It can nevertheless be seen that a whole bundle of arguments converges towards an abnormality of renal physiology, acquired before birth. This anomaly can be either constitutional and genetic, or acquired during intrauterine life because of an unfavorable maternal environment, it includes in this case an oligonéphronie. In both cases, the situation is characterized by a difficulty of equilibration of the sodic balance. This is compensated by glomerular hyperfiltration, either absolute in the case of a genetic anomaly, or with a hypertrophy of the remaining nephrons.
This hyperfiltration is in turn generating, according to Brenner’s model, hypertension, proteinuria and glomerular hyalinosis lesions.
A role of hyperinsulinism and the metabolic syndrome also has strong arguments in support. When is this situation “programmed”? From the intrauterine life for some, during the “catch-up growth” of the first years of life for others, perhaps later, under purely or essentially environmental influences.
But in any case, in this hypothesis, the individual will be, in adulthood, hypertensive, obese, carrying a metabolic syndrome, and a nephropathy that will be called nephroangiosclerosis since it There is no other obvious cause than hypertension.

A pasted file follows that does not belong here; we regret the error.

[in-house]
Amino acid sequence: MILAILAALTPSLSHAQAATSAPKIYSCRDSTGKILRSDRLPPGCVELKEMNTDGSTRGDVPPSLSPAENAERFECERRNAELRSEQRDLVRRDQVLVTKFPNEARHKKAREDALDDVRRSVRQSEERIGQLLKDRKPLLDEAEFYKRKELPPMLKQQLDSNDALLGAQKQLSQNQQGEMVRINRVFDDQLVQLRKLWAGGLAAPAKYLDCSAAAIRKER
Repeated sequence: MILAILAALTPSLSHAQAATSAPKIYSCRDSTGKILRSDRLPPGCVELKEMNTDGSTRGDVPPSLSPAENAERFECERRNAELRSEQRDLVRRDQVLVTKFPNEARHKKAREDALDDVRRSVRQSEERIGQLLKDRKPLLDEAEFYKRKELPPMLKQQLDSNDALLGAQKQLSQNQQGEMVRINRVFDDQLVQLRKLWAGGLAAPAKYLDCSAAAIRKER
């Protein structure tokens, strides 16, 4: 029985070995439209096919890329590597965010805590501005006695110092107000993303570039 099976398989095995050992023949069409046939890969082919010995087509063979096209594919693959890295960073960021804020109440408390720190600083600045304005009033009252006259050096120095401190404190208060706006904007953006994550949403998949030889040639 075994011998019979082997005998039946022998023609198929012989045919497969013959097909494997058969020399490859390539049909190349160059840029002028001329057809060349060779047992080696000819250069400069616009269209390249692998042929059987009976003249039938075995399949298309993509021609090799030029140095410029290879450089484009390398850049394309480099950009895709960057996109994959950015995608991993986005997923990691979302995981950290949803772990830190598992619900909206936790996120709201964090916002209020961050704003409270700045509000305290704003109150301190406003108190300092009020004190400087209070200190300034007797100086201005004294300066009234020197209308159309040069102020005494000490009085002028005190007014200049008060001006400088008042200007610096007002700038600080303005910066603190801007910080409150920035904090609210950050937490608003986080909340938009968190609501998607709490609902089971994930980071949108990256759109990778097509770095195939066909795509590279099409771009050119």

As for the primary lesions of the afferent arterioles, they could be integrated in the same pattern or, opposing the “Brennerian” dogma, have totally different mechanisms, immunological, inflammatory or other. This theory is certainly seductive, but expects to have more consistent arguments.
Any therapy should satisfy several imperatives: lowering the pressure load certainly, but also normalize the renal hemodynamics and in particular the glomerular pressure, respecting the self-regulation of the afferent artery. All experimental and clinical data indicate that the patient is at increased risk of progression to renal failure because proteinuria is important (probably reflecting the degree of renal hemodynamic disturbance), and correlatively the beneficial effect. treatment is largely dependent on the reduction of proteinuria that it causes. Therefore this criterion is considered absolutely essential in the choice of a drug in these subjects.